In high-speed rail competition for Tampa-Orlando service, Japan makes first move -- with $$$
Wake up and good morning. Japan's taking an early lead in what's expected to be furious competitive bidding by foreign high-speed rail companies vying for the symbolic Tampa-Orlando contract for the first high-speed rail service in this country. How? Not by offering superior rail technology but something more near and dear to the penny-poor United States these days: Money to fund the project.
According to Bloomberg News, Japan may offer as much as $210 million in loans to help pay for a Florida high-speed railway as a Central Japan Railway Co.-led group (see example of its Shinkansen high-speed trains above) competes against Asian and European companies to build the first U.S. bullet-train line. State-owned Japan Bank for International Cooperation (Japan's export-import bank) may lend as much as 60 percent of the Florida project’s overall funding shortfall as part of JR Central’s bid, Tadashi Maeda, head of corporate planning, said in an interview in Tokyo yesterday. The project has a funding gap of about $350 million, according to Florida Rail Enterprise, the state agency responsible for it.
It could be a make or break deal. While the federal government has provided initial funding to kickstart the Tampa-Orlando link, it has not committed to provide all the necessary funds nor the ongoing operating money needed to actually run a high speed rail link. Not that it should. But with incoming Florida Gov.-elect Rick Scott apparently dubious of any large-scale project like high speed rail seeking state subsidies, any private injection of funds (like Japan State Bank for International Cooperation) would only up the prospects for this project coming to fruition.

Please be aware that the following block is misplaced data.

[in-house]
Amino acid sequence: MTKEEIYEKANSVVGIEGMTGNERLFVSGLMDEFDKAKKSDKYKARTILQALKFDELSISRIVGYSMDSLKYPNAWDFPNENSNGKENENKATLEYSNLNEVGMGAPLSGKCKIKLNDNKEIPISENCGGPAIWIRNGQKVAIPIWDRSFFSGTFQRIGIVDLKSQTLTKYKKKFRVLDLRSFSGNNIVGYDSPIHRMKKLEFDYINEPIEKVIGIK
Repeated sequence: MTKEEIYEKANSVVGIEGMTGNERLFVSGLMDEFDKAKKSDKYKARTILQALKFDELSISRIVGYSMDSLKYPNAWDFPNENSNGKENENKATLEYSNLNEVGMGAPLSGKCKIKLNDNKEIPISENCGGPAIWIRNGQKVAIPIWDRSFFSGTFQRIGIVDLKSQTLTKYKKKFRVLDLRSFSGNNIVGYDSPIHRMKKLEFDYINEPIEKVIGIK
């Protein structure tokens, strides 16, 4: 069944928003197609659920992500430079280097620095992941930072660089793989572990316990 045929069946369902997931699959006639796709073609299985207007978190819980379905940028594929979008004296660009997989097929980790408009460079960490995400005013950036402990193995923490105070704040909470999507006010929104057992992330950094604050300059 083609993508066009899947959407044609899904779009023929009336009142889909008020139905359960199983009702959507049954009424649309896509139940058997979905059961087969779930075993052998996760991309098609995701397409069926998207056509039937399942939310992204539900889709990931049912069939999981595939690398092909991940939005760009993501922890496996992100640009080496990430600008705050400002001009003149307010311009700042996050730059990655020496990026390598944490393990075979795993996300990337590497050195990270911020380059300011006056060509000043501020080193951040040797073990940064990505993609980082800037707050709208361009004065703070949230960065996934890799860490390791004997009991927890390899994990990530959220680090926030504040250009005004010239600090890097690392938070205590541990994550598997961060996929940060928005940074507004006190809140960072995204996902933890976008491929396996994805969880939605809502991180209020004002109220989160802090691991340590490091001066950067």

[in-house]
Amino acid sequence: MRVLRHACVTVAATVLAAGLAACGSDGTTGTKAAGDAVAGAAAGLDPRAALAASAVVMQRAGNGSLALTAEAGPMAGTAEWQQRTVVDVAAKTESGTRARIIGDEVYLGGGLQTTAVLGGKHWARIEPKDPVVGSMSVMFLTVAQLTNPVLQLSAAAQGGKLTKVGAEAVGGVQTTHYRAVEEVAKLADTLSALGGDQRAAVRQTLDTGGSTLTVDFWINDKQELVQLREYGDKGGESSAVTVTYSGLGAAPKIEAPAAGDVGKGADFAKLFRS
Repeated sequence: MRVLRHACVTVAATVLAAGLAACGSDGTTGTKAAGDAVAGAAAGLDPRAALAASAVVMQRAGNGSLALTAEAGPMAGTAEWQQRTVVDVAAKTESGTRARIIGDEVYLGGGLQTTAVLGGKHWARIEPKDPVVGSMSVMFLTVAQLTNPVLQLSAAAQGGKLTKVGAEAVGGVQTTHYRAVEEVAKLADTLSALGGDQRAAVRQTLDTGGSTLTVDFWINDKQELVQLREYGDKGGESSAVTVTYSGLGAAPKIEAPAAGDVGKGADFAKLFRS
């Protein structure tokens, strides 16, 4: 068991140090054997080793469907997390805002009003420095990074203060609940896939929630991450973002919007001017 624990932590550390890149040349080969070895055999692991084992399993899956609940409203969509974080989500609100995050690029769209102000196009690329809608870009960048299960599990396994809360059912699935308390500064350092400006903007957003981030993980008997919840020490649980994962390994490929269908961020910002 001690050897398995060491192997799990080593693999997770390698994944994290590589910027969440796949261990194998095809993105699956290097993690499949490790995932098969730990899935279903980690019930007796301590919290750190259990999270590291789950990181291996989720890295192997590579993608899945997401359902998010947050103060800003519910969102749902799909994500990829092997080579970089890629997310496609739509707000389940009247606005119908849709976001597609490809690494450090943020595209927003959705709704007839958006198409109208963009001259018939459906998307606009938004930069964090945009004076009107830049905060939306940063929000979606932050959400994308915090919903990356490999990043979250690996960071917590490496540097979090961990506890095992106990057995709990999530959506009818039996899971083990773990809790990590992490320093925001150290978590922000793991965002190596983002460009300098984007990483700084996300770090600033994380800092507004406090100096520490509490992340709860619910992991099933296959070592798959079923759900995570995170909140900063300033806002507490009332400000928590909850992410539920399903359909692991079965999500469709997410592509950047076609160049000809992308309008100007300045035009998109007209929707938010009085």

Bloomberg News says Japan’s offer may help JR Central compete for the $2.7 billion Florida contract against possible bids from Alstom SA, Siemens AG, South Korea’s Hyundai Rotem Co. and a venture between General Electric Co. and China’s CSR Corp. Florida Rail Enterprise (part of the Florida Department of Transportation) is due to release bidding details for the line, linking Tampa and Orlando, as early as this month, said Florida Rail chief operating officer Nazih Haddad (photo, right).
"Government support is vital for getting this kind of big contract," Masayuki Kubota, who oversees the equivalent of $1.9 billion in assets in Tokyo at Daiwa SB Investments Ltd., told Bloomberg News. "Any big project has its own risk, but I think JR Central will manage the risk properly." Here's Bloomberg's complete story.
This is only the first volley of foreign deal-making under way for the high-speed rail project. It helps that the Tampa-Orlando link is first out of the gates because foreign high speed rail companies believe, correctly, that nailing the first contract in the U.S. will up their chances for future deals.
None of this, of course, eases the looming logistics issue for Tampa, which will end up as the western endpoint of a high-speed rail service while still lacking any viable plan to move arriving high-speed rail passengers where they really want to go in this metro area. Ignoring that fate will only set up Tampa Bay for ridicule as a metro area too balkanized to prepare for its own future.
-- Robert Trigaux, Times Business Columnist